At the first Writing Arts faculty-student meet and greet held this October, department chair Dr. Drew Kopp and Dr. Jade Jones unveiled a special opportunity that Writing Arts students could take up this coming January: the Writing Arts Winter Writing Retreat. As Morgan Riccobenne quoted in her blog post covering the meet and greet event, Dr. Kopp expressed that the Winter Writing Retreat is meant to kickstart the Writing Arts Department’s newly developed mission statement of providing students with “distinctive educational experiences” that will give them an edge in their future writing careers. With the first day of the retreat a single month away, and only one available spot left for interested students, now would be the time to take a closer look at what this retreat is going to look like for those attending and what this event means for the future of Writing Arts at Rowan.
Before I dig into what students can expect from this experience, I’m going to take a moment to give some background behind why this retreat is happening in the first place. Over the past year, the staff of Rowan’s Writing Arts department have been taking time to re-evaluate its mission, and the goals that the department will have to reach in order to fulfill this mission. As these questions have been carefully examined throughout the past year, there is one idea that the department has indisputably stood behind: the Writing Arts major of Rowan will always strive to provide its students with an empowering, distinct education, while also guiding each student into new opportunities and experiences that will help them shape into the kind of writers that they want to be. Dr. Kopp expressed that the department’s commitment to providing this educational experience to its students will be seen through the upcoming Winter Writing Retreat that he and several other Writing Arts professors have put together, including Jade Jones, Megan Atwood, Lanre Akinsiku, Keri Mikulski, Heather Lanier, and Amanda Haruch.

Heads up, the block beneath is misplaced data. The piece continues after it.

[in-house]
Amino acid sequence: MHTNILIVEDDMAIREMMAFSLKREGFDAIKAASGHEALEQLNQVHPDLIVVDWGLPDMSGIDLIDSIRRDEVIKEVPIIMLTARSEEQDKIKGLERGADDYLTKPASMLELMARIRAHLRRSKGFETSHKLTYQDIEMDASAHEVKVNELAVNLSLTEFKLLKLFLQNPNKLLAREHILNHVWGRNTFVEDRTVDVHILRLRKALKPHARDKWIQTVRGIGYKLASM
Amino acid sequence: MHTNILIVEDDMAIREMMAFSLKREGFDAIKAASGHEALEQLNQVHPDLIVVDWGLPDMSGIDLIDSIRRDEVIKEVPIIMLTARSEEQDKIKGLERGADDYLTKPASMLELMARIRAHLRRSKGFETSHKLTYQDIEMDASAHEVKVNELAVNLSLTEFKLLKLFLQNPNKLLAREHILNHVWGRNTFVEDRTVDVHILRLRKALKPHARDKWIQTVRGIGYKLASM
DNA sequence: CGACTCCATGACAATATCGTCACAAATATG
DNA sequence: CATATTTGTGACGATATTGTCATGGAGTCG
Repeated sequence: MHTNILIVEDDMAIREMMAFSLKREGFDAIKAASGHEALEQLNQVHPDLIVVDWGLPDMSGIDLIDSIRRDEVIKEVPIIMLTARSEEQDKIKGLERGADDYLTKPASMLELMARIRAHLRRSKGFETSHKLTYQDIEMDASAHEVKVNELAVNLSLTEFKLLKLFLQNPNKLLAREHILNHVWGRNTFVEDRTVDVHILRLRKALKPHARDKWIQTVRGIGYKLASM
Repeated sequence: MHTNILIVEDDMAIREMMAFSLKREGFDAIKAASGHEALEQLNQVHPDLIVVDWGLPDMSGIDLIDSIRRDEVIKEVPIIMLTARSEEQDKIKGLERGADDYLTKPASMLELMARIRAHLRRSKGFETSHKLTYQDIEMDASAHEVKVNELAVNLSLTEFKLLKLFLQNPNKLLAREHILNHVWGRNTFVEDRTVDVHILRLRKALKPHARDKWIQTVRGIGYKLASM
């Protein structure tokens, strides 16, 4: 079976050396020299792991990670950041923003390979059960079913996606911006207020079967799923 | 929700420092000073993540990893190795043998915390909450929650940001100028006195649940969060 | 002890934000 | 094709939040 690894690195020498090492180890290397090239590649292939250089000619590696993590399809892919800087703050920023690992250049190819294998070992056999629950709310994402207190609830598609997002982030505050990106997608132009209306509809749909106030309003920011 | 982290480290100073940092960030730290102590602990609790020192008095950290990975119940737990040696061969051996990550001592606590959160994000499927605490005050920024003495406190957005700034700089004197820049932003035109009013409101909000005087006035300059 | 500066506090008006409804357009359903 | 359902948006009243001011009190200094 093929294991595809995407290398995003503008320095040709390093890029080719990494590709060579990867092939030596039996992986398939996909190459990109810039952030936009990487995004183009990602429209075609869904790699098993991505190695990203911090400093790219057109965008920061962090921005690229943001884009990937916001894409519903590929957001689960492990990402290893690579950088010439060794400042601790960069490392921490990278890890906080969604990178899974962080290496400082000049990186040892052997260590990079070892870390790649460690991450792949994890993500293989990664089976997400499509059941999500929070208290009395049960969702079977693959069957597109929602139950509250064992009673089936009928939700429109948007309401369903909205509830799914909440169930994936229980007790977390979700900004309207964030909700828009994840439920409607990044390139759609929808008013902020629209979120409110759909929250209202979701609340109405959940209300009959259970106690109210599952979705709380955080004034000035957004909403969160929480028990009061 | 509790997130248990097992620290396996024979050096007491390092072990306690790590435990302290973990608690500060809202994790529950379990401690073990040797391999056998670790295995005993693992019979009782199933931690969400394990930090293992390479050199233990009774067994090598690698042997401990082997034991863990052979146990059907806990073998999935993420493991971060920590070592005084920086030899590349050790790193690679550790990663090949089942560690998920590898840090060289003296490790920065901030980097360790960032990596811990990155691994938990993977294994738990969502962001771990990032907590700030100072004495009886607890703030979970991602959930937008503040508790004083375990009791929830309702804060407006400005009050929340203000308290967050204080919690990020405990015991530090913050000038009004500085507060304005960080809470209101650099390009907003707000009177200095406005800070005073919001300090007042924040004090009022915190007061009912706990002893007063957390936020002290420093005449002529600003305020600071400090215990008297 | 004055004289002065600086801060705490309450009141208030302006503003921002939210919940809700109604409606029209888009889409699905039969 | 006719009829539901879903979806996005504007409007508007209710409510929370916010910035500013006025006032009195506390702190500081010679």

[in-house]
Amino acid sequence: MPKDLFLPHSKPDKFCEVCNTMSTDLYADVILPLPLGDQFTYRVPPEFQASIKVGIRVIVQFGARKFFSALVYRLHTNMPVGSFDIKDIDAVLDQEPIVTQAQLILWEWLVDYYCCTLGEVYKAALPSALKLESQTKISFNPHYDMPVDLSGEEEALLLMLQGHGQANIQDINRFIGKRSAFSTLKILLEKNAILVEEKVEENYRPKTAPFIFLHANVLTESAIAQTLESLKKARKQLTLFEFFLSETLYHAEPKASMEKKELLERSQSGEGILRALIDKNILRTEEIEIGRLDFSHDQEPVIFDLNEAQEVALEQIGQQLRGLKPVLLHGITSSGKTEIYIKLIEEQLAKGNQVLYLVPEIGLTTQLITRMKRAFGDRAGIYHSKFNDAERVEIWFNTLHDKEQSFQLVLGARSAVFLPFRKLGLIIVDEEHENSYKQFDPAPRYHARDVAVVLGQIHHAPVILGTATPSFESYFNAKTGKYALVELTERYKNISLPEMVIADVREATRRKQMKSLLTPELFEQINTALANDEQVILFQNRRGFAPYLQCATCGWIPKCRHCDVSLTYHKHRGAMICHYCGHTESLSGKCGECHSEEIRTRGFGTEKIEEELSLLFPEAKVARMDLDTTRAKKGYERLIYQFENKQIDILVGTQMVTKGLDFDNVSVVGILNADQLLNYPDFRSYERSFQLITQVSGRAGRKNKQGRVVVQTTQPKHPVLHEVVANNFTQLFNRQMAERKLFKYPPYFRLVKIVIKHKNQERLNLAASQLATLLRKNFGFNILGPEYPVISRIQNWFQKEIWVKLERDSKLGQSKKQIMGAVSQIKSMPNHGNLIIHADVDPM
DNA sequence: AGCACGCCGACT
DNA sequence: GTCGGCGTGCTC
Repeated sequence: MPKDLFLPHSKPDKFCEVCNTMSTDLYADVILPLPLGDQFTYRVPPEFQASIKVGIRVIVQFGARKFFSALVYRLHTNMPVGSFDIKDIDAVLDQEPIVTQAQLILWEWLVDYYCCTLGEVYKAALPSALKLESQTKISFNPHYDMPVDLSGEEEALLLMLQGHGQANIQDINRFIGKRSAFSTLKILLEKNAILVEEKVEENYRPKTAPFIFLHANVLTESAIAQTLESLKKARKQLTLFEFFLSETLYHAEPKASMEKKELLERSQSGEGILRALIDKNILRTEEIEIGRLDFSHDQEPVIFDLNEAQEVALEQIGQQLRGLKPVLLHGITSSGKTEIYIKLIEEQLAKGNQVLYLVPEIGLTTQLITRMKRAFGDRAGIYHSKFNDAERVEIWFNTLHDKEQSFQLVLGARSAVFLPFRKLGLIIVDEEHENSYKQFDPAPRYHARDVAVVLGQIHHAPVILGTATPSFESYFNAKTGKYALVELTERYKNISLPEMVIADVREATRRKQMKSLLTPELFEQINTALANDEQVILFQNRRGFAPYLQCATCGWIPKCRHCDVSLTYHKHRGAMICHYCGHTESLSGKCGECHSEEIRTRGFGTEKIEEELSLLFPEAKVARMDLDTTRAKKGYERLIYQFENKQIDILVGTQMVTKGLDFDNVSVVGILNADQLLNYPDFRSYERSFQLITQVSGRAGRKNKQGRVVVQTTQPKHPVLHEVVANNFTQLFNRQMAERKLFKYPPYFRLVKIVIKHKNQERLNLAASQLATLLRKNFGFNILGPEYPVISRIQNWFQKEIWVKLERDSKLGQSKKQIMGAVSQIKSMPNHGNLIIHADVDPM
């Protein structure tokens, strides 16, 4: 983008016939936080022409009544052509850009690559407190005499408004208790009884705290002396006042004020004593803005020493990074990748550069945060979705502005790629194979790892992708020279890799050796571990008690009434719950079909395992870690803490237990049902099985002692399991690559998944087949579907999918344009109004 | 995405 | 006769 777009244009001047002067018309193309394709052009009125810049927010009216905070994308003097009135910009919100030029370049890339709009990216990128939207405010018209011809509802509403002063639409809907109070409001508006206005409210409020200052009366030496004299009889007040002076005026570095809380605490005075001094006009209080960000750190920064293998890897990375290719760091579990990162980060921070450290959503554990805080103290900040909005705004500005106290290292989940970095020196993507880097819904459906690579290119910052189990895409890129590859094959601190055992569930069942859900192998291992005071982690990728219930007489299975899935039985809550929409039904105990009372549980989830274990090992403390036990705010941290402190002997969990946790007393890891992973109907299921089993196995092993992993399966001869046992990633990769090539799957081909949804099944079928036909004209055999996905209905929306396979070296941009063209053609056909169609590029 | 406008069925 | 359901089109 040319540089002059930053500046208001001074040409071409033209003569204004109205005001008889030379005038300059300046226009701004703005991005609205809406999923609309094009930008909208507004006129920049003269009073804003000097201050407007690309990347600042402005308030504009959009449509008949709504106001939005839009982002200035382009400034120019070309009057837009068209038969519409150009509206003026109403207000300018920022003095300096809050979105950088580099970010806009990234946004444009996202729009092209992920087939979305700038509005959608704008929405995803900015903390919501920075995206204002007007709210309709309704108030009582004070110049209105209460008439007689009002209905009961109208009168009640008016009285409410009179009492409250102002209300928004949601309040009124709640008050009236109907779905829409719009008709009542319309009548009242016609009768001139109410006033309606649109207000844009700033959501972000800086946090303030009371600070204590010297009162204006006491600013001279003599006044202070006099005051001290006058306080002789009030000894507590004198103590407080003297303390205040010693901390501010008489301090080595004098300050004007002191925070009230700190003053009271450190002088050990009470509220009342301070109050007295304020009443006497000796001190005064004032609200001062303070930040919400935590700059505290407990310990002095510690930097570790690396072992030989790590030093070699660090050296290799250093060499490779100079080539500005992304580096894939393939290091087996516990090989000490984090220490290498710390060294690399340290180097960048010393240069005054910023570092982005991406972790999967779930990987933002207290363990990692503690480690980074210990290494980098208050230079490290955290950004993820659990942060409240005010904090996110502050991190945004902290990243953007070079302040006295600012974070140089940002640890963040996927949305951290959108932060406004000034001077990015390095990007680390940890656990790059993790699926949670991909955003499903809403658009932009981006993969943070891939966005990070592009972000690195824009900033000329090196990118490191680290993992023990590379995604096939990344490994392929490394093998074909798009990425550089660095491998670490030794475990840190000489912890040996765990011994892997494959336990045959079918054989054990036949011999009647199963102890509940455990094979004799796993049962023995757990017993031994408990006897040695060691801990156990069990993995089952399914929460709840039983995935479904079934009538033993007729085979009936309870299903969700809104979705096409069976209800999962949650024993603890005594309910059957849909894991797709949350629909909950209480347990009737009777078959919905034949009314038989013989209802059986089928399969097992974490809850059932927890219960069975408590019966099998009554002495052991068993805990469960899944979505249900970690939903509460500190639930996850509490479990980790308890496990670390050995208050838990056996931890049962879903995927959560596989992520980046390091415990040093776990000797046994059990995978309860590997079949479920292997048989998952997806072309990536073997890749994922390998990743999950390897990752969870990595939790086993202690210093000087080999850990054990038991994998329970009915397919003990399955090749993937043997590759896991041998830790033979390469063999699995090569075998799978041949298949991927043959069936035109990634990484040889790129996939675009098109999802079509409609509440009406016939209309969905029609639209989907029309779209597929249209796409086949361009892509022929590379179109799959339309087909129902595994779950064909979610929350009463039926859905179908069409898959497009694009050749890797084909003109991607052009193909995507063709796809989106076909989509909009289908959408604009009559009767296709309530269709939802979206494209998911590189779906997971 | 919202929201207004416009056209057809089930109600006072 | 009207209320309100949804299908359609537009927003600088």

For those lucky enough to be attending this weekend-long retreat, students will be traveling to Pendle Hill in Wallington, PA. This cozy retreat center sits on a comfortable 24 acres of land, surrounded by plenty of wildlife, nature trails, and meditation ponds. During the day on Saturday, students will work in a series of workshops with published faculty and professional writers to hone their craft in a variety of written genres. Professor Jones will lead a workshop on creative nonfiction, with a focus on developing students’ sense of voice, narrative point of view, and the power of descriptive language. Her workshop will guide students into these layers of understanding by analyzing excerpts from Octavia Butler and Audre Lorde. Professor Atwood’s workshop will rely on her expertise in creative fiction to help students improve their ability to craft characters and setting.
Joining them will be published author Lanre Akinsiku, and new Writing Arts professor Heather Lanier. Akinsiku, whose work was placed in the New York Public Library’s annual list of greatest books for children and young adults, will be leading his own fiction writing workshop, with special consideration being spent on helping students vanquish “some of the pesky writing demons” that feed writer’s block, as he described. Professor Lanier’s workshop will focus on elements of poetry -- such as how to create the right image, and the “musicality” of language. Students in her workshop will be in an environment fostered to promote creativity and growth, where they will write new poems and receive feedback from professors and peers. At the end of the retreat, students will have the opportunity to read what they’ve been working on to faculty and peers, and will also be able to join in on a dinner with a publisher who is currently working in the field.
The experiences that students will have at this retreat is an encapsulation of the Writing Arts Department’s newfound drive to forge opportunities for its hard-working students. There aren’t many other schools that offer programs such as this retreat, which is exactly what makes department chair Dr. Kopp hope that the department will be able to offer other writing-workshop retreats in the future. “What I am committed to students getting from this,” he explained, is an experience that “enriches and expands what it means to be a writer, deepening their connections with other students and faculty in the department.” He and others in the department hope that the Winter Writing Retreat will lay a fertile groundwork for being able to keep expanding what Rowan’s Writing Arts faculty can provide for their students in an ever-competitive market for writers.
Interested in joining the Writing Arts Winter Writing Retreat at Pendle Hill? Email Jade Jones (jonesjr @ rowan . edu) or Drew Kopp (kopp @ rowan . edu) today!